6. Domain of power
A hundred years ago, women across the EU made historic gains — they won the right to vote and to be elected, and they held pioneering positions in national decision-making bodies (European Parliament, 2019). A century later, the composition of parliamentary assemblies and executive government at all territorial levels often fails to reflect the gender diversity of the population they represent, with women usually significantly under-represented in politics. In business, despite political and media attention, pressure from shareholders and an ever-growing body of research on the performance benefits of gender-balanced decision-making, corporate boards also remain heavily dominated by men.
The European Commission brought the issue to the fore of the political agenda in 2010 by considering possible legislative action (European Commission, 2011). It followed this though in 2012 with a proposed directive to improve gender balance among non-executive directors of listed companies, targeting at least 40 % of the under-represented sex (European Commission, 2012). More recently, EU actions to tackle vertical (gender) segregation in companies, sectors and occupations form a key part of the Commission’s 2017-2019 action plan to tackle the gender pay gap.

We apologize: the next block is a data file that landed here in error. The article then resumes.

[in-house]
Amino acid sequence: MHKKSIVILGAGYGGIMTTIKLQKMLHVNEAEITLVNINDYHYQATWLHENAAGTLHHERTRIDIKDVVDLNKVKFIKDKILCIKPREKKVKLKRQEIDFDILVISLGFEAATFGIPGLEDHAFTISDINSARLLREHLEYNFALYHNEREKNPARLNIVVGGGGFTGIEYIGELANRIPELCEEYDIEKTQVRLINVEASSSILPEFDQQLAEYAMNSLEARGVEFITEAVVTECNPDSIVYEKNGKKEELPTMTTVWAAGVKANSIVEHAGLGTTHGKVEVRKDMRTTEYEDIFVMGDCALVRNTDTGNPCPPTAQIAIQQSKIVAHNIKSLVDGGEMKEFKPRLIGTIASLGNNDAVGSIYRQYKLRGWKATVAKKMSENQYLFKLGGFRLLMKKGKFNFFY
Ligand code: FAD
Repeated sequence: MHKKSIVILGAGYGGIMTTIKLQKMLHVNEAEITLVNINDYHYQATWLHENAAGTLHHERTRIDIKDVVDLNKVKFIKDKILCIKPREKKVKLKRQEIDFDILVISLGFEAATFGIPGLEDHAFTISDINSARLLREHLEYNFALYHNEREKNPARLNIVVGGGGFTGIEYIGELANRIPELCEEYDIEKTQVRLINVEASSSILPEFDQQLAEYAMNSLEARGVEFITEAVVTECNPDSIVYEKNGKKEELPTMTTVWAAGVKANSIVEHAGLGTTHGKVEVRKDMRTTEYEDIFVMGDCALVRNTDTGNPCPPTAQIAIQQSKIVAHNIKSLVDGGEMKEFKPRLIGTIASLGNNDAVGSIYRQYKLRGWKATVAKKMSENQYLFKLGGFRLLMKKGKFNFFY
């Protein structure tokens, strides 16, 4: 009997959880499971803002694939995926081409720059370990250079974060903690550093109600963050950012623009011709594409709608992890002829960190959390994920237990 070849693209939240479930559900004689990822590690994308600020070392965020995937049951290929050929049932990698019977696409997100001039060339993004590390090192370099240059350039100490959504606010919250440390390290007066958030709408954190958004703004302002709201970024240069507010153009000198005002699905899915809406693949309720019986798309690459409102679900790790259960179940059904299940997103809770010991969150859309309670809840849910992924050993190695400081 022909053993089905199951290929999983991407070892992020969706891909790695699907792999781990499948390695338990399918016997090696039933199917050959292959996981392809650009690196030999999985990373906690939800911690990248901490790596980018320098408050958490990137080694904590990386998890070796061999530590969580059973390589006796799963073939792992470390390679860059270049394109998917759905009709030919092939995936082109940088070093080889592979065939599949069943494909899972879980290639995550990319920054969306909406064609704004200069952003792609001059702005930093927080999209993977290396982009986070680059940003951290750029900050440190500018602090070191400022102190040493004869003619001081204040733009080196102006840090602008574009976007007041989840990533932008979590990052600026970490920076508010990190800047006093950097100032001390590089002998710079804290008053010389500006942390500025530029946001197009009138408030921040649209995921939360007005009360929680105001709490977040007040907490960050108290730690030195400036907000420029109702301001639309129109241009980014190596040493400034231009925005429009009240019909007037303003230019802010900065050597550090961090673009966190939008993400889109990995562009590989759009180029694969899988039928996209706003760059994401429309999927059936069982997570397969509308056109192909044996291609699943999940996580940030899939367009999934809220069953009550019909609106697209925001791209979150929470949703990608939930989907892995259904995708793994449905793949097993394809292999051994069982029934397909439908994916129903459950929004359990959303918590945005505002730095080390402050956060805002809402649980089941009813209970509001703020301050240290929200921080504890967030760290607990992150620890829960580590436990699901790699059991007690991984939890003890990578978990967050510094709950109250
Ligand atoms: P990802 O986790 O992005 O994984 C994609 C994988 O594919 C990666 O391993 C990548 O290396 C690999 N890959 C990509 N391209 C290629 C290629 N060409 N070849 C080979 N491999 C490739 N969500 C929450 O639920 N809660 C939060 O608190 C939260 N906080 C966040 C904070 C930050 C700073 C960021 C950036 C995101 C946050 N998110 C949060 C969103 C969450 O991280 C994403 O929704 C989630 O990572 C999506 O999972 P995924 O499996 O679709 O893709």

The domain of power measures gender equality in decision-making positions across the political, economic and social spheres. The sub-domain of political power examines the representation of women and men in national parliaments, government and regional/local assemblies.
The sub-domain of economic decision-making is measured by the proportion of women and men on corporate boards of the largest nationally registered companies listed on stock exchanges and national central banks. The sub-domain of social power includes data on decision-making in research-funding organisations, media and sports.
Decision-making in research-funding institutions, media and sports organisations indicates that women’s opportunities to influence the policies, funding and content remain limited. This despite the growing involvement of women in research, their employment in the media sector and their participation in sport.